If you take that and build off it a little bit and say, if I’m a big group of physicians or a big group of surgeons and I say to myself, “Oh my gosh, I have to either figure out AI, Blockchain or quantum computing, I’m going to have a stroke.” What do you think from the perspective of a clinician or a surgical group or a medical group, what are some maybe smaller bite-size pieces or steps along the way in that journey that would be beneficial?

Dr. Ingrid:
You’re absolutely right. Most people have a false impression that having a digital strategy means going to buy an iPhone or a Mac and plug it in. That doesn’t work like that. You need to understand what your pain points are and where the ROI is for you as an organization or a provider group. No matter if you are a payer, hospital, or provider group, you need to know where do I need to deploy the right technology so that it addresses my pain point and it fits into my other strategic goals, right? You can’t just deploy an AI to deploy AI.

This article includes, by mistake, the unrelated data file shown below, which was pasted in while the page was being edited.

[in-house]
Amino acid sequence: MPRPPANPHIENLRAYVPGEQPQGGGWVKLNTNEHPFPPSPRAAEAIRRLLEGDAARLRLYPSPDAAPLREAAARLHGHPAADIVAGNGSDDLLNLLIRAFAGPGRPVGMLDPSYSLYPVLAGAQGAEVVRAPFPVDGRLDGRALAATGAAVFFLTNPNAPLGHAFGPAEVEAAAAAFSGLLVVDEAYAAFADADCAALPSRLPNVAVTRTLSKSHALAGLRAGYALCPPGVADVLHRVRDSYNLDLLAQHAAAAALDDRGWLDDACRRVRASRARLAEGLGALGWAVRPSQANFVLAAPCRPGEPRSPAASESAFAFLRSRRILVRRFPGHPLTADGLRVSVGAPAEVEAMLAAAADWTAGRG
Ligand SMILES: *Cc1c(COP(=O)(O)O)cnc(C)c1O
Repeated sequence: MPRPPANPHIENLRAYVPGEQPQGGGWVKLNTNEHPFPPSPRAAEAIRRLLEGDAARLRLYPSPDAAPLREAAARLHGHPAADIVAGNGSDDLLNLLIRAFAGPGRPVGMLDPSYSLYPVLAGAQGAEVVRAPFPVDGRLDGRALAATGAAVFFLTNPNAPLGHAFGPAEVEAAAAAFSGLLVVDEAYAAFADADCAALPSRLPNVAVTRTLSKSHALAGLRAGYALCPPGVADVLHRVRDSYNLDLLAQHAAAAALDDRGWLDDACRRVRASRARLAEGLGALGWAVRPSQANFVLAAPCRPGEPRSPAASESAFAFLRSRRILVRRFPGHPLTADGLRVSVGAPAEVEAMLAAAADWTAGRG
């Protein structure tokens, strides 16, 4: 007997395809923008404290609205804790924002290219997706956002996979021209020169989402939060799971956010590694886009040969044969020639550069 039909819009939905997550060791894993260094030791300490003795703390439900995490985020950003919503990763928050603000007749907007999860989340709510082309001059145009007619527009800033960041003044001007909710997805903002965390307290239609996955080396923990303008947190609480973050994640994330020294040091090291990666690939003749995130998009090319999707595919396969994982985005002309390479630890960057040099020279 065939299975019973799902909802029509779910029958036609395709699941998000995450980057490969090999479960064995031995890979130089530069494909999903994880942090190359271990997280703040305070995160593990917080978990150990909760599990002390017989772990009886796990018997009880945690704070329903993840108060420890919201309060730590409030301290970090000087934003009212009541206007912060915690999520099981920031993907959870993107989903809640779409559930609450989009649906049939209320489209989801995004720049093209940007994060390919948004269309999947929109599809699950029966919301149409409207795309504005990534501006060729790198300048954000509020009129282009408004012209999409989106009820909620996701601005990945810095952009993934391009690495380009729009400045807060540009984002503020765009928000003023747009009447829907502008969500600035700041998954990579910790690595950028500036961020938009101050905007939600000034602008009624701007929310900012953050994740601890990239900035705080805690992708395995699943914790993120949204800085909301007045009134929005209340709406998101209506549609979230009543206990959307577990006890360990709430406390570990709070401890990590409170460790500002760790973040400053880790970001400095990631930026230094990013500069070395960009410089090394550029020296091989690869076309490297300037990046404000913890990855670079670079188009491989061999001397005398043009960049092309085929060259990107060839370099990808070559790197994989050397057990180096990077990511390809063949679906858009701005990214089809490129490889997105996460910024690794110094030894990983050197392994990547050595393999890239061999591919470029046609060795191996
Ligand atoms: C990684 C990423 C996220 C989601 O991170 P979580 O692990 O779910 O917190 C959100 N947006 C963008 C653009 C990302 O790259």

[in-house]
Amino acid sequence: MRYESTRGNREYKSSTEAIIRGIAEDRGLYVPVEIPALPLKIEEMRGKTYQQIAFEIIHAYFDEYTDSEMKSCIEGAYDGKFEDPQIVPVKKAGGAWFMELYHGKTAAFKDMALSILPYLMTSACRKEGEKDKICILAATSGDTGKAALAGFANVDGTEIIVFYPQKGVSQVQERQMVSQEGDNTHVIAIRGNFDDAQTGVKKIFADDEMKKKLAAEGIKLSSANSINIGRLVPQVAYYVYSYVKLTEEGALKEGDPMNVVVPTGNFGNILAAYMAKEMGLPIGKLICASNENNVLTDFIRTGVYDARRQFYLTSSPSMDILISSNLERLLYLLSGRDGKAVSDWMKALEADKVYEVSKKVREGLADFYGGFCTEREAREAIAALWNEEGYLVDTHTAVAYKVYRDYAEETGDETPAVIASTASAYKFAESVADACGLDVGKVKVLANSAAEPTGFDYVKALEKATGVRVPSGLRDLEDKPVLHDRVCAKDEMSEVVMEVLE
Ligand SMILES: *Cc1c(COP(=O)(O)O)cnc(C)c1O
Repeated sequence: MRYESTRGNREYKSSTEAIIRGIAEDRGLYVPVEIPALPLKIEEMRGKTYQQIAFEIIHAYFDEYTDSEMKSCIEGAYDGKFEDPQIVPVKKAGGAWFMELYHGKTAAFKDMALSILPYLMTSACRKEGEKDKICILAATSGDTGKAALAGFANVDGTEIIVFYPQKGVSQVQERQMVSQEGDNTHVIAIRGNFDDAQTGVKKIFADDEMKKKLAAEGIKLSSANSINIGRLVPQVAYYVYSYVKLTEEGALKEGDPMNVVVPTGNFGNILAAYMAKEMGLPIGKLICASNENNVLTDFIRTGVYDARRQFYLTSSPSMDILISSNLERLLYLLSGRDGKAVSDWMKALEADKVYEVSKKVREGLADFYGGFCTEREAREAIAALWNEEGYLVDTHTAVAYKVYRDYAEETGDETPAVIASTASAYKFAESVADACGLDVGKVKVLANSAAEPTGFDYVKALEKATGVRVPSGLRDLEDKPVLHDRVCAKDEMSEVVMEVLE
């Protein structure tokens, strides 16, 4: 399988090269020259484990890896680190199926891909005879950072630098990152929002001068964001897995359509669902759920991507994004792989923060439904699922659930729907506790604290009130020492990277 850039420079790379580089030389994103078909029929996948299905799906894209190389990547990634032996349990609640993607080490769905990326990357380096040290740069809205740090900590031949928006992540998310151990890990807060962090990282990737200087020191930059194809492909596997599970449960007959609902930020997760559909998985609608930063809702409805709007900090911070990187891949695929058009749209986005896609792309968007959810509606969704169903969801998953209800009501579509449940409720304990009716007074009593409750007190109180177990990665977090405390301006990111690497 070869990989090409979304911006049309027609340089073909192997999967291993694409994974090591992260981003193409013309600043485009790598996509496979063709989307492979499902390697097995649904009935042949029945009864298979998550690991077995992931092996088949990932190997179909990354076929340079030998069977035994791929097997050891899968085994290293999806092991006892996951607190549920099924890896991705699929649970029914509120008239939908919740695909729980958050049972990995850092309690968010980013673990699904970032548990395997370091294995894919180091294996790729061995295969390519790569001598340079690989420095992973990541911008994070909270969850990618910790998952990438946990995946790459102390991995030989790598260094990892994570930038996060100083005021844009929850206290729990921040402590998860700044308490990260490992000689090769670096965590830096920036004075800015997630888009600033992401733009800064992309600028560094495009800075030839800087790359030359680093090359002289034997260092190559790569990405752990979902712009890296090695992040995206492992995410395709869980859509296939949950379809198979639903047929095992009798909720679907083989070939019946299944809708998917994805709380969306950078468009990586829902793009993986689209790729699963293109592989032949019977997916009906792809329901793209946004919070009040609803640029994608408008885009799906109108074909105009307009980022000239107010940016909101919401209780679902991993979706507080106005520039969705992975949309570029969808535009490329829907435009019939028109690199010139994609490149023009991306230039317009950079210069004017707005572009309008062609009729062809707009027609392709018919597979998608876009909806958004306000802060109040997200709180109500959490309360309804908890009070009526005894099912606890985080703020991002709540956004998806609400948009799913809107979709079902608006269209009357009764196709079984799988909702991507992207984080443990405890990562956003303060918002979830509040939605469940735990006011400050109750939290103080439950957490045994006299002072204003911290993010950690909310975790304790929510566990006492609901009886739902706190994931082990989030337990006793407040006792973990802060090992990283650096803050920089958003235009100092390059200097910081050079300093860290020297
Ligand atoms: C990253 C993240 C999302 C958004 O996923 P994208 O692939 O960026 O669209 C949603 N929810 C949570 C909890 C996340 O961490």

You need to have that specific AI tool that will help you in your strategy that you set out to achieve. And what do you want to differentiate yourself with? We talked about that also on the panel. Differentiating yourself in this market, in this value based environment is crucial because everybody’s going to master cutting costs, sooner or later because you either die or your master cutting costs.

Dr. Brian Cunningham:
That’s right?

Dr. Ingrid:
If you don’t want to cut costs, you need to come up with some very, very beautiful, innovative, transformative things to offer so that people want to pay a premium. And I think that’s where these unique digital technologies can come in. But you should not say, “Oh, I need a little bit of quantum. I need a little bit of AI. I need a little bit of Blockchain.” No. As a matter of fact, if you can provide excellent value without any of these, awesome because it’s cheaper, but you should know that others are deploying them and you should be aware of them. So I always call for a balance and a very mindful approach as opposed to just going shopping for digital tools.